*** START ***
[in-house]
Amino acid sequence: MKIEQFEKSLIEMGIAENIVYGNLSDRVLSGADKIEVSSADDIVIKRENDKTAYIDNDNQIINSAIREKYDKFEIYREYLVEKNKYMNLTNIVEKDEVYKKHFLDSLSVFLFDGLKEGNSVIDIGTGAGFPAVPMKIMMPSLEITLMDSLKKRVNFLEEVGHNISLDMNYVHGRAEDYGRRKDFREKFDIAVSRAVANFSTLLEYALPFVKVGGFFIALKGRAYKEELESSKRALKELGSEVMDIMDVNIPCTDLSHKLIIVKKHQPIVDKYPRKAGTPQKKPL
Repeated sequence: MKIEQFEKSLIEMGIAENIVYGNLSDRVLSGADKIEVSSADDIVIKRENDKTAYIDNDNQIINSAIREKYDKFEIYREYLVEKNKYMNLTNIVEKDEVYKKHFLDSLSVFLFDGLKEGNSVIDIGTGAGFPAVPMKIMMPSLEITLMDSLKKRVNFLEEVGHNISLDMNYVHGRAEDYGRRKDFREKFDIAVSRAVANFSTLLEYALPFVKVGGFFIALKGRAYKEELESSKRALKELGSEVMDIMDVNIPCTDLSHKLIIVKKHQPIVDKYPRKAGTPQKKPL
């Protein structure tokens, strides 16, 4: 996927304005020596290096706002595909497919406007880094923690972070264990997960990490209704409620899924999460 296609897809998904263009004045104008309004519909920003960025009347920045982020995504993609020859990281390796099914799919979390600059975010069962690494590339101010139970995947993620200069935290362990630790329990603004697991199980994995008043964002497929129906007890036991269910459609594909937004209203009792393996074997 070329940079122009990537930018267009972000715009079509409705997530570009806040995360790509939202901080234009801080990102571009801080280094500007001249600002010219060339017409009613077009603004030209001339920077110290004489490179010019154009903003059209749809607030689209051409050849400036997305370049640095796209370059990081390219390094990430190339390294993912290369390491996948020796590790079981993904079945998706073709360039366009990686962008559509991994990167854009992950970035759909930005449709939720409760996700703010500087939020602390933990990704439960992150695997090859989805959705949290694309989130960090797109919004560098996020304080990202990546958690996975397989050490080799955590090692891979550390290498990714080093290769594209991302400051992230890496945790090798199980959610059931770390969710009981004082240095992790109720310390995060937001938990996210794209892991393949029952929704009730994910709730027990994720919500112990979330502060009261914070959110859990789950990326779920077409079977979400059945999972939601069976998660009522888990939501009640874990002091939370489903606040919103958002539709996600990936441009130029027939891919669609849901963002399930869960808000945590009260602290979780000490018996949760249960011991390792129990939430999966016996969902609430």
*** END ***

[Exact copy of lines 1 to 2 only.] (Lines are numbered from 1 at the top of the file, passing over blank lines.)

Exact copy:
[in-house]
Amino acid sequence: MKIEQFEKSLIEMGIAENIVYGNLSDRVLSGADKIEVSSADDIVIKRENDKTAYIDNDNQIINSAIREKYDKFEIYREYLVEKNKYMNLTNIVEKDEVYKKHFLDSLSVFLFDGLKEGNSVIDIGTGAGFPAVPMKIMMPSLEITLMDSLKKRVNFLEEVGHNISLDMNYVHGRAEDYGRRKDFREKFDIAVSRAVANFSTLLEYALPFVKVGGFFIALKGRAYKEELESSKRALKELGSEVMDIMDVNIPCTDLSHKLIIVKKHQPIVDKYPRKAGTPQKKPL